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Alexandre Wirth invites us to Open Our Eyes

IMG_5128The French painter Alexandre Wirth invites sighted people to open their eyes through his paintings using braille. I discovered his work on Instagram and was seduced by the poetry of his universe and his refined aesthetic. His black canvases play on reflections and invite us to look beyond the object.

He describes himself as self-taught and came to painting as a second career twenty years ago. His work matured into his series Open Your Eyes, which allowed him to break through.

He is represented by the Acid gallery based in Lille, France and has many projects to come. Thank you Alexander for sharing with me your universe!

IMG_9305What was your artistic path?

It started at birth I would say! My father organized contemporary art festivals with recognized artists and at home everything revolved around and for art … More seriously, the fact of evolving in such a context favors reflection. For some unexplained reason, I did not want to study art; according to my opinion it is necessary to bring a new concept, a unique and clean identity. Of course it is also the result of our influences, observations and current cultures inevitably. So I decided about thirty years to paint and expose myself to judgments. The next step is a long process where ideas are put in place.

How did you get the idea for your Open Your Eyes series?

I started working on topics incorporating faces and flowers but wanted to look for a theme more meaningful to me.

I had a flash or I saw the rounds and their message … I adapted braille. Initially I used colors. Then I kept on exchanging with others and working, the black color imposed itself, the black has even become the catalyst!

IMG_5347What is your goal with this series?

My paintings are questions. I like the idea that everyone can bring their response, their emotion and connect to their personal story. The goal is not only aesthetic but also to create an exchange. Is not art made for society to communicate and evolve?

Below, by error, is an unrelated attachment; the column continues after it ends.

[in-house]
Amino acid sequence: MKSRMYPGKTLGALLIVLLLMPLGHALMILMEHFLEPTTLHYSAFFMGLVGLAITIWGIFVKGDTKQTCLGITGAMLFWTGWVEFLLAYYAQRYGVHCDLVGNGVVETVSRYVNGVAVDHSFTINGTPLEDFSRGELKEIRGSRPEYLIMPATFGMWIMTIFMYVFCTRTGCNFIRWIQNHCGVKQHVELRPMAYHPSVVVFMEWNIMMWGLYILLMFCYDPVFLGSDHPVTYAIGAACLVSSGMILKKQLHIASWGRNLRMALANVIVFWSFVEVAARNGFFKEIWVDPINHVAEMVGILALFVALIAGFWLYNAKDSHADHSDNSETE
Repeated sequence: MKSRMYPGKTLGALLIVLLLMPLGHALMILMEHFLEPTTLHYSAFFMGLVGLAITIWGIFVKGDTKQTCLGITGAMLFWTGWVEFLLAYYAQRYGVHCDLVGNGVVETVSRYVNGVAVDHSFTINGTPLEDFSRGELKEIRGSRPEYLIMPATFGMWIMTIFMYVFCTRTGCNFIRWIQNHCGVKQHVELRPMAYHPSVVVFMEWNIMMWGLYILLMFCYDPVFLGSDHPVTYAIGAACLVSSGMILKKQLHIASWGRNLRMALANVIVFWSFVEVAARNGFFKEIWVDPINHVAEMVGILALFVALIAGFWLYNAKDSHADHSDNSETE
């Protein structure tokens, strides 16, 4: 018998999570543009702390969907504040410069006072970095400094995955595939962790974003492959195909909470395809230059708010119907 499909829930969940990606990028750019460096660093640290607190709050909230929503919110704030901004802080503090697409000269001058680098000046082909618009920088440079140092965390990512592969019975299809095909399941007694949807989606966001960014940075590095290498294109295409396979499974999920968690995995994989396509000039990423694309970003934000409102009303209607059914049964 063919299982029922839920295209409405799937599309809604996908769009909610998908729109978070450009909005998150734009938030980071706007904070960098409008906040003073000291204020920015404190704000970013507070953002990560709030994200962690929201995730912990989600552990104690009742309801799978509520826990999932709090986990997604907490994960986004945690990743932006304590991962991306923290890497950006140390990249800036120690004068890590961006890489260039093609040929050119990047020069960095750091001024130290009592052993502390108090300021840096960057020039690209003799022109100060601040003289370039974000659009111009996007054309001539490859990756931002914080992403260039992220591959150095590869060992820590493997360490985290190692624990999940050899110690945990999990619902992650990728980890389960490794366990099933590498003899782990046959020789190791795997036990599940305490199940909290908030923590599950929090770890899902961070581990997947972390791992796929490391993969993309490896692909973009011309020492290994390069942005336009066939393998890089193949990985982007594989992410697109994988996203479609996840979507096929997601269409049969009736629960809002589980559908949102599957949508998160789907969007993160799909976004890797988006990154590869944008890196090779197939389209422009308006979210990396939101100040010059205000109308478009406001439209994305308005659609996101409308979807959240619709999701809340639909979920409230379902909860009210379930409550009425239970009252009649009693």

Your canvases being black, how do you face the challenge of sharing your work?

It is the most complicated indeed. But it’s also a filter! I invite the curious to go beyond the black and the graphic to arrive at: “why? So I have no quick answer except to be available and engage with all those who want it.

IMG_9805Have you shared your work with visually impaired persons? Is it possible for them to read your paintings?

My work is for the sighted people. I even denounce the fact that society advances blindly without worrying about the future that seems complicated … I use the Braille graphics by provocation, doubled with black, to challenge, provoke, beg … so to answer, we can read only with the eyes and the only sharing is exchange and availability.

What are your projects ?

I have a lot ! I would like to work on sculptures to translate my work in 3D and to travel with my work … and what is positive today is that one can “travel virtually” and meet new people and their universe through networks , although of course this does not replace the experience in person. More than projects, they are ambitions, those of meeting, provoking and changing on my level certain mentalities that are too individualistic. To begin with myself …

To know more and follow

www.alexandrewirth.fr

facebook.com/alexandre.wirth

instagram.com/alexandrewirth_artistepeintre

Link to Laurence’s original article here.

What is Goauche?

First, let’s start with the pronunciation. It sounds like “gwash” and rhymes with squash.

Gouache is often described as opaque watercolor. While these two mediums have many similarities, gouache differs from watercolor in its quick dry-time and matte finish.

Janice Sung – Gouache on Strathmore 500 Series Ready Cut Watercolor, Cold Press
Goauche has a higher pigment content that is ground into larger particles than watercolor. This prevents it from granulating, causing opacity and a matte finish versus the translucent finish of watercolor. The bold, flat, poster-like finish makes it a versatile medium that is excellent for illustration, fine art and lettering.Below is a side-by-side comparison of artwork completed by Minnie Small in gouache (left) and watercolor (right).

Kloosterboer on Glorious Color

The Premise

When Didi Menendez, publisher of PoetsArtists Magazine, invited me back to curate a special edition for the second time, I jumped at the opportunity without hesitation. Curating Idiosyncratic Monochromes in 2017 was a tremendously enriching experience for me, especially because that issue was so well received.

This time, to juxtapose the previous monochromatic theme, I chose Glorious Color as the starring leitmotif and published a call for submissions asking for paintings and drawings created in vivid, bright, intense colors. My objective: To publish a spectacular anthology of realist artwork expressed in vivaciously flamboyant color schemes that will show the artists’ bold and intrepid use of a variety of polychrome palettes that will wow the reader.

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